The Justiciar of Scotia (in Norman-Latin, Justiciarus Scotie) was the most senior legal office in the High Medieval Kingdom of Scotland. Scotia (meaning Scotland) in this context refers to Scotland to the north of the River Forth and River Clyde. The other Justiciar positions were the Justiciar of Lothian and the Justiciar of Galloway.
The institution has some Anglo-Norman origins, but in Scotland north of the Forth it represented some form of continuity with an older office, a senior version of a Judex, a native Scottish lawman often with province-wide responsibilities. Mormaer Causantín of Fife was styled judex magnus (i.e. "great Brehon") in Scotia, and it is probable that the Justiciarship of Scotia was just a further Latinisation/Normanisation of that position. By the middle of the thirteenth century, the responsibilities of the Justiciar became fully formalised. He supervised the activity and behaviour of royal sheriffs and sergeants, held courts and reported on these things to the king personally.
The following list, going up to 1400, consists of names who appears as Justiciar of Scotia in sources. The sources, especially in the twelfth century, are far from exhaustive, and so many names are doubtless missing. In the earliest period, there could be more than one Justiciar in operation at the same point in time.
In early medieval Scotland, a mormaer was the Gaelic name for a regional or provincial ruler, theoretically second only to the King of Scots, and the senior of a Taoiseach (chieftain). Mormaers were equivalent to English earls or Continental counts, and the term is often translated into English as 'earl'.
The Mormaer or Earl of Buchan was originally the provincial ruler of the medieval province of Buchan. Buchan was the first Mormaerdom in the High Medieval Kingdom of the Scots to pass into the hands of a non-Scottish family in the male line. The earldom had three lines in its history, not counting passings from female heirs to sons. Today it is held by the Erskine family as a peerage. The current holder is Malcolm Erskine, 17th Earl of Buchan.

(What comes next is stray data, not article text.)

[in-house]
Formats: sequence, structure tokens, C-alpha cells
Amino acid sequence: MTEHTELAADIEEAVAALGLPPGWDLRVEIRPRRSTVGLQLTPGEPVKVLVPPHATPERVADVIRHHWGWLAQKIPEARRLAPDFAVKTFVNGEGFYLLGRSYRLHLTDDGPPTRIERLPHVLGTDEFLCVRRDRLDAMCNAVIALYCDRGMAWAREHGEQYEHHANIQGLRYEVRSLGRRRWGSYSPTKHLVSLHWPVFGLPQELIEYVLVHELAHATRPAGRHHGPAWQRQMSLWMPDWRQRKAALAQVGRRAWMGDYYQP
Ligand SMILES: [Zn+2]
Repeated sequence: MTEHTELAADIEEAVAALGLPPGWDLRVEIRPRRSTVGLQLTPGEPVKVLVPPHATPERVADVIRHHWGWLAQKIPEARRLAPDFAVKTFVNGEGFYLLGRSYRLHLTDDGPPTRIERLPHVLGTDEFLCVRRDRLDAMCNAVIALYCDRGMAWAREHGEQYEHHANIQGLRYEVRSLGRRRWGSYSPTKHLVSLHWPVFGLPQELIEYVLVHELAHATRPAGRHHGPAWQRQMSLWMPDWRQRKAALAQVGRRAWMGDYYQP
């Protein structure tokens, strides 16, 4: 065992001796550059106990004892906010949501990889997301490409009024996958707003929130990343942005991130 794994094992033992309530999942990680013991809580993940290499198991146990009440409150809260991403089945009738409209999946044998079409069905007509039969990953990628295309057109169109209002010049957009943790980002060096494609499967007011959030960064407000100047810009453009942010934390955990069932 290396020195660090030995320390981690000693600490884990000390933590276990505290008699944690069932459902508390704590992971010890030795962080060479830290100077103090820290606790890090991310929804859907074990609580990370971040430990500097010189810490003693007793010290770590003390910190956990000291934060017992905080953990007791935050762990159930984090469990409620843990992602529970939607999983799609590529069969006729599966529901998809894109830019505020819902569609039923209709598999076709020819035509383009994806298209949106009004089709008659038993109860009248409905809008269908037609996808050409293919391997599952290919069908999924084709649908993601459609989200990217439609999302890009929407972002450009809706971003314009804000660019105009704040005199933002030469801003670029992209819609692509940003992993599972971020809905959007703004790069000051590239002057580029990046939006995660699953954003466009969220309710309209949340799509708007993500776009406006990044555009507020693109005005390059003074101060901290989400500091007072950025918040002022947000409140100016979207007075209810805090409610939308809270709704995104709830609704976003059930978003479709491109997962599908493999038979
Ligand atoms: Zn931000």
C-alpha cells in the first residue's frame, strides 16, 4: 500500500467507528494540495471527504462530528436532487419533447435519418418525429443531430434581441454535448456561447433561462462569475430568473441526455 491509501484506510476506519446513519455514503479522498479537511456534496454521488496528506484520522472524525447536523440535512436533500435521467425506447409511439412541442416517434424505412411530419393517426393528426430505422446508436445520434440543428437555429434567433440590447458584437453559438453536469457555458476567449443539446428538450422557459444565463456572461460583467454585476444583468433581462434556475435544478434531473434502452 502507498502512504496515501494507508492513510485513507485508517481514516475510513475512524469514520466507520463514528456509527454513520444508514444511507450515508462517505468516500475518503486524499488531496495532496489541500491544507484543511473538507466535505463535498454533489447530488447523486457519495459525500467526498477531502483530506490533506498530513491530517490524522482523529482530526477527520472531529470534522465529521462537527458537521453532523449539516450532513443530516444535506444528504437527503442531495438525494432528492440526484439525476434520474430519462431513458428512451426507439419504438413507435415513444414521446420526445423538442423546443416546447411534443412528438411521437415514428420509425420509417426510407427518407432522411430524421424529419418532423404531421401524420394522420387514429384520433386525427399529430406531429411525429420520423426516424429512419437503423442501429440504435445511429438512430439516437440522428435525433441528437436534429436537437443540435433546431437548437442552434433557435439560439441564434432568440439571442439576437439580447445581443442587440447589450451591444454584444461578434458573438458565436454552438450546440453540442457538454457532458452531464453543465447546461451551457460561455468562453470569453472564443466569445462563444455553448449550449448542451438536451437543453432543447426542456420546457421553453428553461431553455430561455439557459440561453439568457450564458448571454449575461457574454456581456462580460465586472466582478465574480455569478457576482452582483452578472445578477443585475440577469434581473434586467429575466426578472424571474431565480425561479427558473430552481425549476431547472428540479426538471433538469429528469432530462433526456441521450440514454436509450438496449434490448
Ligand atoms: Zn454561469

Alexander Stewart, Earl of Buchan, Alasdair Mór mac an Rígh, and called the Wolf of Badenoch, was the third surviving son of King Robert II of Scotland and youngest by his first wife, Elizabeth Mure of Rowallan. He was the first Earl of Buchan since John Comyn, from 1382 until his death. Alexander married the widowed Euphemia I, Countess of Ross, but they had no children. He did have a large family by his longtime mistress, Mairead inghean Eachainn. Alexander was Justiciar of Scotia for a time, but not an effective one. He held large territories in the north of Scotland before eventually losing a large part of them. Alexander is remembered for his destruction of the royal burgh of Elgin and its cathedral. His nickname was earned due to his notorious cruelty and rapacity, but there is no proof that it was used during his lifetime.
The Earl of Fife or Mormaer of Fife was the ruler of the province of Fife in medieval Scotland, which encompassed the modern counties of Fife and Kinross. Due to their royal ancestry, the earls of Fife were the highest ranking nobles in the realm, and had the right to crown the king of Scots.
Causantín or Constantine of Fife is the first man known for certain to have been Mormaer of Fife.
Donnchad II (1154–1204), anglicized as Duncan II or Dunecan II, succeeded his father Duncan I as Earl of Fife in childhood. As a child of the previous mormaer, he was entitled to succeed his father through primogeniture, but not to lead his kin-group, Clann MacDuib. That probably fell to his cousin, Aed mac Gille Míchéil. Like previous mormaers of Fife, Duncan II was appointed Justiciar of Scotia. Donnchad's minority also meant that Ferchar, Mormaer of Strathearn, took supreme place as head of the Gaelic nobility and guide for the boy-king Malcolm IV.
Donnchadh III or Duncan was Earl of Fife from 1270/2 to 1288.
Fergus of Buchan was the last native Gaelic Mormaer of Buchan, and only the third to be known by name as Mormaer. Fergus appears to have had strong connections in Fife, and it is possible that his father Colbán was a Fifer. A charter issued by Fergus appears to have survived. The charter is a feudal charter granting lands to a subordinate. The charter had a few witnesses with French names, presumably a phenomenon related to his Comyn connections. Fergus had no male heirs, and married his only daughter Marjory to William Comyn, bringing Gaelic control of the Mormaership to an end. On Fergus' death, Buchan became the first native mormaerdom to pass into the hands of a foreign family